I have had my gallbladder removed 2 weeks ago, by keyhole surgery..I was almost forced out of hospital the day after surgery (that's how it is in the UK), despite bad reaction to anaesthetic, awful surgical pain, etc. The matter that is really concerning me now however, is I have an infection in the belly button wound - even the day after surgery, I was aware of a bad smell from the wound. However, without any advice on how to care for my wounds on leaving hospital (only being given painkillers)...it was a journey into the unknown - been through many stages with it, but presently 9th day of seepage of sometimes blood and yellow pus from wound. Swab finally taken by doctor, being analysed at the moment - hoping against hope that it isn't MRSA (the hospital I was treated in, the only one in my town, being quoted as having highest incidence and death rates from this, now almost rife infection in British hospitals). I have just finished a course of cymolexin antibiotics and have now been prescribed pro-amoxiclav antibiotics...Does anyone have any insight on this please? What might I expect, what can I do to help myself, and, out of interest, how common is such an infection of this kind after such surgery.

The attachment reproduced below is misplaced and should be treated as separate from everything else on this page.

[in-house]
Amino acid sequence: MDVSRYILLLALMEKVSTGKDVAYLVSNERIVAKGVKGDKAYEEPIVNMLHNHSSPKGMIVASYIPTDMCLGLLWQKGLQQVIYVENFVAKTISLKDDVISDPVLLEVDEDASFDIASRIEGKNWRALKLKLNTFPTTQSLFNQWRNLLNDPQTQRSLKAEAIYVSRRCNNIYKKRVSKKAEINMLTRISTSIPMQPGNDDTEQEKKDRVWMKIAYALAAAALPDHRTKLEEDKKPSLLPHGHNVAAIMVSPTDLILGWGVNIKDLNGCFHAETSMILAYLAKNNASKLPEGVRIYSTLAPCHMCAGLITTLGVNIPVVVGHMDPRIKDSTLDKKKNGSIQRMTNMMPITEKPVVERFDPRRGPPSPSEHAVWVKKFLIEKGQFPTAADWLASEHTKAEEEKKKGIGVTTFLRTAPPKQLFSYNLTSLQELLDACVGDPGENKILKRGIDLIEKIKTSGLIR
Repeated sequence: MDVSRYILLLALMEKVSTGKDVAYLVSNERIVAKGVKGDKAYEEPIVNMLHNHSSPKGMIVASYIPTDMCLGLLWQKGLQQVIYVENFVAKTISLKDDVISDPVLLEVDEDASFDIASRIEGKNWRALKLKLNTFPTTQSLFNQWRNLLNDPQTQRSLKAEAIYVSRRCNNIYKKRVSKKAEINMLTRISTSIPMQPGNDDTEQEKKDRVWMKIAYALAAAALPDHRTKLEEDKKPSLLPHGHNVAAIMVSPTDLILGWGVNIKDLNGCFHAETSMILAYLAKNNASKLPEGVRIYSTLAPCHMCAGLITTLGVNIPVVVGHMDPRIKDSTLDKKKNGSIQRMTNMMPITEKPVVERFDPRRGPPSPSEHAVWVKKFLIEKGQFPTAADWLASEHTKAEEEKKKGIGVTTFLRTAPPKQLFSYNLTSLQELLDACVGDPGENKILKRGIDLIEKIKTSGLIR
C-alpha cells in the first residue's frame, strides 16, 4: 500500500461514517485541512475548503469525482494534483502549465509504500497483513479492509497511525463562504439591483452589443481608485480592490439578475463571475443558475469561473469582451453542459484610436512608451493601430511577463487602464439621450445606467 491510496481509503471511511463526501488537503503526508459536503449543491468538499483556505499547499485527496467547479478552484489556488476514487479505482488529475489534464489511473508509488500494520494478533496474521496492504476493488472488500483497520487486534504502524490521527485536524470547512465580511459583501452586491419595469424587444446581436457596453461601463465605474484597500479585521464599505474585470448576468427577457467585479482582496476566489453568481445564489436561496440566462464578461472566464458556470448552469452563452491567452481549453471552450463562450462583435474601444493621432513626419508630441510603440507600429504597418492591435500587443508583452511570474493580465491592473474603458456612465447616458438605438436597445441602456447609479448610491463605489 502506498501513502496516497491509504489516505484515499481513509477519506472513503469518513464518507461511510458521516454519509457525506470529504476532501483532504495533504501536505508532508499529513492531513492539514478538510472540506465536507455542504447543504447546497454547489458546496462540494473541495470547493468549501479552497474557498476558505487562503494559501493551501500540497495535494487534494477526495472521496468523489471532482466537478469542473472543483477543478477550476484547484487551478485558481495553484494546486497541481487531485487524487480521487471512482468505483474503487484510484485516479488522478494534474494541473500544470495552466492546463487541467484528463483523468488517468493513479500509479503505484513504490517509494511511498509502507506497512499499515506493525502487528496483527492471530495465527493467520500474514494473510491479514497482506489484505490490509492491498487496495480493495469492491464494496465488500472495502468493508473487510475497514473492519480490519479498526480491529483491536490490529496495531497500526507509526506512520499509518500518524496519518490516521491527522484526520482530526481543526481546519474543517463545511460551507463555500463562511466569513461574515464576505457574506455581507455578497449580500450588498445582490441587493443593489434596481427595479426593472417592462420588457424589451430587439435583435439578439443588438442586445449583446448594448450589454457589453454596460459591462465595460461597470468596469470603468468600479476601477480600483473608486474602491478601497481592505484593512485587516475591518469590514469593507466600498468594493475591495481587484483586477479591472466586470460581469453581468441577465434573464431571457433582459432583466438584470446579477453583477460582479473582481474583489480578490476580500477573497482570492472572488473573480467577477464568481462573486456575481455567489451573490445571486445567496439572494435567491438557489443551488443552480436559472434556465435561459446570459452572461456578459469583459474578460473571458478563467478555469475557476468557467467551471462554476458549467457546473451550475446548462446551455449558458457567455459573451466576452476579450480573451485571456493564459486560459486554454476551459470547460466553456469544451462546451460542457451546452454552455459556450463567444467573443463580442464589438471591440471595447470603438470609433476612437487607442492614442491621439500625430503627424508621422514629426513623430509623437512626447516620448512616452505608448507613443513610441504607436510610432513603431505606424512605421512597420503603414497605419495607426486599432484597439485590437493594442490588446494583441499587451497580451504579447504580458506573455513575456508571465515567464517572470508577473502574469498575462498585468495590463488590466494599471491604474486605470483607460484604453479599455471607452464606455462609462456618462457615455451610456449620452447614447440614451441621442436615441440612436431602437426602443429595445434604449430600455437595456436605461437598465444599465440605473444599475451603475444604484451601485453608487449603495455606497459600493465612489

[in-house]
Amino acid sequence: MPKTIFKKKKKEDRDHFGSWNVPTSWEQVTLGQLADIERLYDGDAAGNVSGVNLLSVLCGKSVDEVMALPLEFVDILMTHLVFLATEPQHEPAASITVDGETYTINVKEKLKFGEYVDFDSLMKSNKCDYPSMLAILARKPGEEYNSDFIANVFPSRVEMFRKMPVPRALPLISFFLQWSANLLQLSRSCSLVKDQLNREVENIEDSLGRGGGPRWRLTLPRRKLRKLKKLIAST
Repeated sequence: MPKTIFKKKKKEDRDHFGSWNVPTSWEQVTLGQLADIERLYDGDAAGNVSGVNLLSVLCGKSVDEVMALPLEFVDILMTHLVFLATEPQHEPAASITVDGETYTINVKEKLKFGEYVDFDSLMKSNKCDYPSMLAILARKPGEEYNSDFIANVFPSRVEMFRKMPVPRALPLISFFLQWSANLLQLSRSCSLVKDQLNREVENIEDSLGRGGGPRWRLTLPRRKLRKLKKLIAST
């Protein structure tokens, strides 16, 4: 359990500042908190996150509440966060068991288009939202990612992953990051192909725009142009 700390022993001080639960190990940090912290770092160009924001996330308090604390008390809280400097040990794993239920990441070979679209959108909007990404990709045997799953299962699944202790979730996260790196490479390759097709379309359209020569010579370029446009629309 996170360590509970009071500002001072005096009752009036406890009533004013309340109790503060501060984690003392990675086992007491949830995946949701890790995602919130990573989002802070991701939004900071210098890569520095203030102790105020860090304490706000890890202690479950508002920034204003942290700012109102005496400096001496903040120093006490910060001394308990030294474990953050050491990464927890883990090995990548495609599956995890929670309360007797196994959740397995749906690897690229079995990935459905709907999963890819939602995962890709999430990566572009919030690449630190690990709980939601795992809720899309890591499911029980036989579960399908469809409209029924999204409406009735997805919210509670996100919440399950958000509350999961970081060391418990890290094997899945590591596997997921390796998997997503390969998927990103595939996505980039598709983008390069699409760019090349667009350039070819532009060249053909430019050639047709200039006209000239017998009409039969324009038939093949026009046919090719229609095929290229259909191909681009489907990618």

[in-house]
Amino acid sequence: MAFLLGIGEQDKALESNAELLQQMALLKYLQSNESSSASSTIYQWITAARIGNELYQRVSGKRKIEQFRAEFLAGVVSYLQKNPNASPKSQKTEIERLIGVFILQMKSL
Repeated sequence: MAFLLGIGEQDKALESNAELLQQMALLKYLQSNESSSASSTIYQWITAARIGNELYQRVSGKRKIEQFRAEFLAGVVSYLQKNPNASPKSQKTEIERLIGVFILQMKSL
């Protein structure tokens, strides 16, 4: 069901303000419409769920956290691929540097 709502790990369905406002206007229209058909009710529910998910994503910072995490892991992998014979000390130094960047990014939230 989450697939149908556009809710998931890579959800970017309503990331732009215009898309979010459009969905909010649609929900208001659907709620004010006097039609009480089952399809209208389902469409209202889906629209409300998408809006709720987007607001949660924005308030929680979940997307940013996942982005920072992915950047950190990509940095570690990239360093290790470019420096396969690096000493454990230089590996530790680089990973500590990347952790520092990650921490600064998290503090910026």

I don't have the will to seek for statistics, but surgical wound infections in general are "common". Most often causes are staphylococci and streptococci. MRSA are type of staphylococci, which are resistant to some antibiotics, but they can be sucsessfully treated with vancomycin (and other antibiotics, according to antibiotic suspectibility testing).
MRSA is not more dangerous as other staphylococci. The problem is that it is often not recognized as MRSA, and treated as usual staphylococci without testing it at all. Staphylococci are dangerous when they enter the blood, but this is obviously not in your case, since staph septicemia is a shock-like disease.
After testing, you can expect apropriate antibiotic treatment, whatever the cause will be. Pro-amoxiclav and other antibiotics will be tested on the swab from your wound, and then antibiotic therapy adjusted, if necessary. Just continue with amoxiclav and wait for results. Staph can be easily be spread to others by direct skin contact, or with contaminated gauze, so be careful.
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